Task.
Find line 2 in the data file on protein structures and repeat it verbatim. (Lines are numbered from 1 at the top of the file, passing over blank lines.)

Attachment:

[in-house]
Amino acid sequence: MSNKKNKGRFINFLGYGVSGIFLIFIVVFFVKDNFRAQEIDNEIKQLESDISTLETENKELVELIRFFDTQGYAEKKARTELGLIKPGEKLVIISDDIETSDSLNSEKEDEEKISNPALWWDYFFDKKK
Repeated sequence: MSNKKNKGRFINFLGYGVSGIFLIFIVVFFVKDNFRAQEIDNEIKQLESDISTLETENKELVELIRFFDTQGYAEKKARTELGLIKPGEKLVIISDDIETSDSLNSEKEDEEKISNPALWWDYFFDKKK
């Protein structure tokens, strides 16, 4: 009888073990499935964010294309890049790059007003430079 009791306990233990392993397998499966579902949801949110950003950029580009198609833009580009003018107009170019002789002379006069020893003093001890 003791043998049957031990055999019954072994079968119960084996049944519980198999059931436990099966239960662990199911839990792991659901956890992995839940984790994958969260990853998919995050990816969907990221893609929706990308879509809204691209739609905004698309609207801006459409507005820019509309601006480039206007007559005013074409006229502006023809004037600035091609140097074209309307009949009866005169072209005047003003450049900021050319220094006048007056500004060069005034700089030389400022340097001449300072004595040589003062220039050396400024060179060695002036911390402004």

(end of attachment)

Amino acid sequence: MSNKKNKGRFINFLGYGVSGIFLIFIVVFFVKDNFRAQEIDNEIKQLESDISTLETENKELVELIRFFDTQGYAEKKARTELGLIKPGEKLVIISDDIETSDSLNSEKEDEEKISNPALWWDYFFDKKK